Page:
Joe Hockey’s libel action against Fairfax Media is before the courts, which places the matter beyond comment until a verdict is delivered. Some of the evidence, however, screams for what, in days gone by, would have prompted a reaming from any half-competent chief sub-editor.
“Jeez, son,” you can imagine a crusty old-timer saying to Sydney Morning Herald Editor Darren Goodsir, “you’re a hopeless unit to give me a headline like this. Now go back over to the 8pt-desk and mark up the trots results because that’s all you’re bloody fit for.”
Prompting such a tongue-lashing would have been the headline Goodsir informed state political correspondent Sean Nicholls he “long dreamed” of putting atop the story that eventually ran under the 72-point front-page assertion “Treasurer For Sale” — the three little words now occupying so much of the court’s time.
Goodsir’s stillborn brainwave, the headline that would see the light of day only in court, was “Sloppy Joe”, which his court-tendered note to Nicholls suggests he considered the very essence of wit. Without pre-empting the court’s responsibility to determine if Hockey was defamed, a couple of observations spring immediately to mind.
The first is that the art of headline writing – and capturing complex stories in a few short, accurate and, ideally, witty words really is an art – is that a good headline prepares the reader for the facts presented in the copy below. If the story had concerned the Treasurer’s table manners or slovenly attire – two areas in which he cannot be faulted, just by the way — then “Sloppy Joe” would have worked quite nicely. It would not have been terribly witty or original, mind you, but it would have inspired no writs.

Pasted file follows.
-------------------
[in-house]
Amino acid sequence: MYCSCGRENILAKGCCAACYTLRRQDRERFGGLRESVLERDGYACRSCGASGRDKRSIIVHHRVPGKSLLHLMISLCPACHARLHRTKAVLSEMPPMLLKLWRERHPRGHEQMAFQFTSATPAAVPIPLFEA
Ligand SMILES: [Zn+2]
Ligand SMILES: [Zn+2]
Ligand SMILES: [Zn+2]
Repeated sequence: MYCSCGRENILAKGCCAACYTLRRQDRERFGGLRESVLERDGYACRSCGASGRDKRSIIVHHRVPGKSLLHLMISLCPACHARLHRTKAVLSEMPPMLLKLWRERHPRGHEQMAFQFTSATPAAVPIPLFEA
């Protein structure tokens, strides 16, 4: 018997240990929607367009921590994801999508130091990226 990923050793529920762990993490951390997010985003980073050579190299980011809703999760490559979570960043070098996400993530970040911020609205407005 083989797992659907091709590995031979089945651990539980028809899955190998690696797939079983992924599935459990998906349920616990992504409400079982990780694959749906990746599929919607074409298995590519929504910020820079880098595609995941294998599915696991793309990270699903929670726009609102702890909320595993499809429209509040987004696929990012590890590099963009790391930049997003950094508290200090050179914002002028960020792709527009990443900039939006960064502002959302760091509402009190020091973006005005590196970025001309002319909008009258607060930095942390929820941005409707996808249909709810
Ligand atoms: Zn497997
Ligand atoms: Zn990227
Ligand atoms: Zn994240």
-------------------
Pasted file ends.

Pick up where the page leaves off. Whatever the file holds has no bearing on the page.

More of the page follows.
Goodsir’s “dream” headline is deficient in more than that, however. The other quality that defines a good headline is that, if it is not to be a straight and simple summation, as in ‘man dies in car crash’, it should be a play on words, which “Sloppy Joe” most definitely is not. By the SMH editor’s sad reckoning of what constitutes a sharp headline, why not “Joe Cool” or “Hockey Puck”? Neither conveys anything about the story but, like Goodsir’s insipid inspiration, they are recognisable and relatively common terms.
If Fairfax had not fired so many sub-editors, some seasoned hand might have taken the boss aside and explained how newspapers and their headlines are supposed to work. More than that, the headline that has now landed Fairfax in court might have been howled down before being sent to press.
Alas, as remaining readers recognise, Fairfax has banished all respect for the elements of decent and workmanlike journalism, once a demanding and disciplined craft rather than, well, whatever it is that the court decides Goodsir & Co., chose to publish that night.
The latest from the hearing is available via the link below.